A regional plan for a growing region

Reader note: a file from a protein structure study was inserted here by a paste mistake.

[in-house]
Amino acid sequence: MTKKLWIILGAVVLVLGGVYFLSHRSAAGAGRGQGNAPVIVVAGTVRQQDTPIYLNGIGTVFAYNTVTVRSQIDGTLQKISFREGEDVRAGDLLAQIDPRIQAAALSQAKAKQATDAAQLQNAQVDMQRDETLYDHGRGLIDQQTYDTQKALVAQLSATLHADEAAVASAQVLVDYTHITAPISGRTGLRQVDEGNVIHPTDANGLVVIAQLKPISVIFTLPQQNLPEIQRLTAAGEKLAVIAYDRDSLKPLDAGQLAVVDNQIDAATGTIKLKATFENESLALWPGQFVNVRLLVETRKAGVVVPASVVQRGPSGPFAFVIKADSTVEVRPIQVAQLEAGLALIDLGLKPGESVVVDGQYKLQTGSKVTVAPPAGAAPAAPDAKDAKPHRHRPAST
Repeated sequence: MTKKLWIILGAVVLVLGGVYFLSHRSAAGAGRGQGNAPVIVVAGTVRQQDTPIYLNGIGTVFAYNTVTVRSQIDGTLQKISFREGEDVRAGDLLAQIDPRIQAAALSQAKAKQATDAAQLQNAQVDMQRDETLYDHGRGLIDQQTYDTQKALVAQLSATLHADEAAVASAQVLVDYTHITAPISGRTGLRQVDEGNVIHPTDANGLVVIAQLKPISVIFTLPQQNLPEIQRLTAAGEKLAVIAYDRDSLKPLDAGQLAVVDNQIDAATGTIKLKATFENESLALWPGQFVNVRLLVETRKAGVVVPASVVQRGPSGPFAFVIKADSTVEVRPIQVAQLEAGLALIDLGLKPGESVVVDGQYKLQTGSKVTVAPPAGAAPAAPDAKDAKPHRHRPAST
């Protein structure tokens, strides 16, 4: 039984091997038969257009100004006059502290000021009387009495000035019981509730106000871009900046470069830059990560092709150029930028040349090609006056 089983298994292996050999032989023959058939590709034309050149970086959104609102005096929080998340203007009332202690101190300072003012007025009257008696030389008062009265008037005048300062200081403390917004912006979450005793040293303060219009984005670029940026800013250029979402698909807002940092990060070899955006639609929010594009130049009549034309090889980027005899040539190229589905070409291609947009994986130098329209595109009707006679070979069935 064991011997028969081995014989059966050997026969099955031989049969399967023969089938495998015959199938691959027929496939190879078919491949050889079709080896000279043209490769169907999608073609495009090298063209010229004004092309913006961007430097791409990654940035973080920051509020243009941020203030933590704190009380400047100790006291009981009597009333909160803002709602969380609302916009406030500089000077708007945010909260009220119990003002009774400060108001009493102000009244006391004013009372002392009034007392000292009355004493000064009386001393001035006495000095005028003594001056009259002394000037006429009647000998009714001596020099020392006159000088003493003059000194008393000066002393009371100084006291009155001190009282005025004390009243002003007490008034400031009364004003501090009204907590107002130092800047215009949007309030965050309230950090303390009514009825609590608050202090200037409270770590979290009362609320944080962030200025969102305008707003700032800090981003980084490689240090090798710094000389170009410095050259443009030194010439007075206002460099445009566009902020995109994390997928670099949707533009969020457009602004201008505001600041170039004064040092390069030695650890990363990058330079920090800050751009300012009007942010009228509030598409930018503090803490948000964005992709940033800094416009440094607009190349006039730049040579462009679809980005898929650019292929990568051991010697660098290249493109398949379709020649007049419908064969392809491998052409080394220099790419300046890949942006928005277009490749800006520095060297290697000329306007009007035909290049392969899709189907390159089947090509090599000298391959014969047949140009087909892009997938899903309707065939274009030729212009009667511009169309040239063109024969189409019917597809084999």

HRM in its current format was created in 1996, following the amalgamation for four former municipalities. Ten years after the amalgamation, a regional plan was developed, which was the first comprehensive guide for growth. For a municipality like HRM, with a lot of complicated land and water bylaws, this document is extremely important because strong growth management and smart growth principles are embedded in the plan. It is also a living document, and currently we’re on our third iteration of the framework. The plan was created in 2006 to be active till 2031, and was then reviewed in 2014 and again this year. That’s not to say that work stopped on the plan in between those review periods. In fact, between 2014 and now, divisional plans were developed, including our open space and green network, our cultural plan, our road network and stability plan, and our climate change action plan. All of these had data included in them, and now that data is being merged with the overall regional plan to further adjust the settlement pattern based on those findings.